Column: I found myself when the Chronicle found me

By Rachel Patel, Staff Reporter

Staff reporter Rachel Patel decorates her cap for graduation with vibrant flowers and construction paper. K’Von Jackson

There’s a common saying that floats around my Tumblr feed and Pinterest boards: “I don’t chase, I attract — what belongs to me, will simply find me.” But back in 2020, when I first applied to be a staff reporter, I felt more lost than I had ever been.

During all my tours and visits to Columbia, I knew writing for the Chronicle was my dream. Wide-eyed, eager to learn and with all the fiery motivation I had within my Leo-sun self, I called the 33 building on Ida B. Wells Drive my second home as all the classes I looked forward to took place there.

But, just as quickly as I had leapt into my new life in Chicago, it was all taken when the college announced it was to go completely virtual, and students had to evacuate the dorms because of the COVID-19 pandemic.

I was devastated. I had to leave behind a beautiful city, classes that fanned my passion for writing and some of the greatest friends I had ever made to go back to my small hometown of Lake Villa.

I was always told I was a “talented writer,” that I would be a “great journalist” and that I was “good at English,” but after that setback, I wasn’t so sure of anything at all. I felt myself falling out of love with journalism, and with myself. Spring turned into summer and summer into fall, and classes started again — virtually. I would sigh turning on my laptop and booting up Zoom, because the courses that once excited, engaged and challenged me now all felt like a chore.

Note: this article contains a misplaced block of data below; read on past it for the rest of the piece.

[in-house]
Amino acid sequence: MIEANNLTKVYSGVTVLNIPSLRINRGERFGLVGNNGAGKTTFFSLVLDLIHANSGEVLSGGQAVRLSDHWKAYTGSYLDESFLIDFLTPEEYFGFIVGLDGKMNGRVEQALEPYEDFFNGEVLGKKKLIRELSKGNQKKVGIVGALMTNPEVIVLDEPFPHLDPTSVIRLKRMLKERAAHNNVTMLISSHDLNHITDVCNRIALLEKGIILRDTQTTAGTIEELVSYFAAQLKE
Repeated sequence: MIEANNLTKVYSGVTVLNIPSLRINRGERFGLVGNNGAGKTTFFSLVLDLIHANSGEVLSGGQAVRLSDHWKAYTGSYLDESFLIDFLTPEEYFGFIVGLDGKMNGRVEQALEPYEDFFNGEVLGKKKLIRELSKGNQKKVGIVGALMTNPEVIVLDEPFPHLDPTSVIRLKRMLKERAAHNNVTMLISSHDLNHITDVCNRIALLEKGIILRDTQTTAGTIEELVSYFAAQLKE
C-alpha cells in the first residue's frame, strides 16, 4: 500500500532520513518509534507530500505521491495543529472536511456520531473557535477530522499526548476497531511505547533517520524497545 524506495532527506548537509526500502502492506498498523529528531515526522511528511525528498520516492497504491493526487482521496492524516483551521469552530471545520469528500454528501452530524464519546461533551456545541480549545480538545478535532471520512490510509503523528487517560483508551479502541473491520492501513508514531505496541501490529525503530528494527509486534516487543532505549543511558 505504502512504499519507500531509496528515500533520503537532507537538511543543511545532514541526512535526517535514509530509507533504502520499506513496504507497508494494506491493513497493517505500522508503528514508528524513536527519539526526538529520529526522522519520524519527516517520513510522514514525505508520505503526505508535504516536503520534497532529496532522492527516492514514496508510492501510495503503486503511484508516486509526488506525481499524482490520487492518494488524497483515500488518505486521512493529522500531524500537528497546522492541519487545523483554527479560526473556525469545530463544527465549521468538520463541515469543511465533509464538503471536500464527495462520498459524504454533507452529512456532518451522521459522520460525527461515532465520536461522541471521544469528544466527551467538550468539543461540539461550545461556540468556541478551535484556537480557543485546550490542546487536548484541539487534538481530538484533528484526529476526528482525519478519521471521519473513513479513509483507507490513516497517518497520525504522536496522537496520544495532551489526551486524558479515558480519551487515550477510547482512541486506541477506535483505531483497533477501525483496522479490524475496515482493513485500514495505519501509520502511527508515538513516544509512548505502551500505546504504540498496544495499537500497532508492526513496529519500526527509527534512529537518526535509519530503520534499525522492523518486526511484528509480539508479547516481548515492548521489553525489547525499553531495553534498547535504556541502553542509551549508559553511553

The pandemic took a lot from me, but one thing I was not going to let it take was the one thing that made me want to come to Columbia in the first place: The Columbia Chronicle. Burnt out and running on empty, I gathered all of the best writing samples I had and all the letters of recommendation I needed and applied for a Chronicle job. Weeks after the interview passed until I got the good news in an email from Travis Truitt, and a whirlwind of emotions hit me.

This had been everything I had dreamt of and more, and yet, I felt the biggest wave of imposter syndrome rush over me. I worked hard for this, why didn’t I feel like I deserved it?

Rachel graduates with a bachelor’s degree in journalism from Columbia College Chicago. K’Von Jackson

Working in a “virtual” newsroom was completely foreign to me, and feeling disconnected from Chicago and the community I once called home didn’t help. But after being thrown into my first assignment with former Audience Engagement Editor Paige Barnes, something just clicked.

Finally, I felt like I had a reason. I felt like my writing could make an impact and a difference. Soon after that article got published, I had peers reaching out to me saying they liked the article, how helpful it had been and how they appreciated all these answers being in one place.

The Chronicle rekindled my love for writing, and I felt like I was on fire. I was able to explore more topics I enjoyed covering, mostly staying in the arts and culture realm. I was able to report on fashion and neighborhood events, which helped me feel connected to Chicago while being at home. I had the opportunity to write feature pieces to uplift other creatives in the community and give them a platform, and I discovered my love for writing obituaries and elevating people’s legacies. I was able to grow and learn as a journalist, and, as a person.

So, while I will venture out of the newsroom and off Columbia’s campus with fear and uncertainty, I’ll also walk away with excitement and confidence.

Excitement and confidence that I am prepared and deserving of the great things coming my way.

Excitement and confidence that the next big opportunity will find me.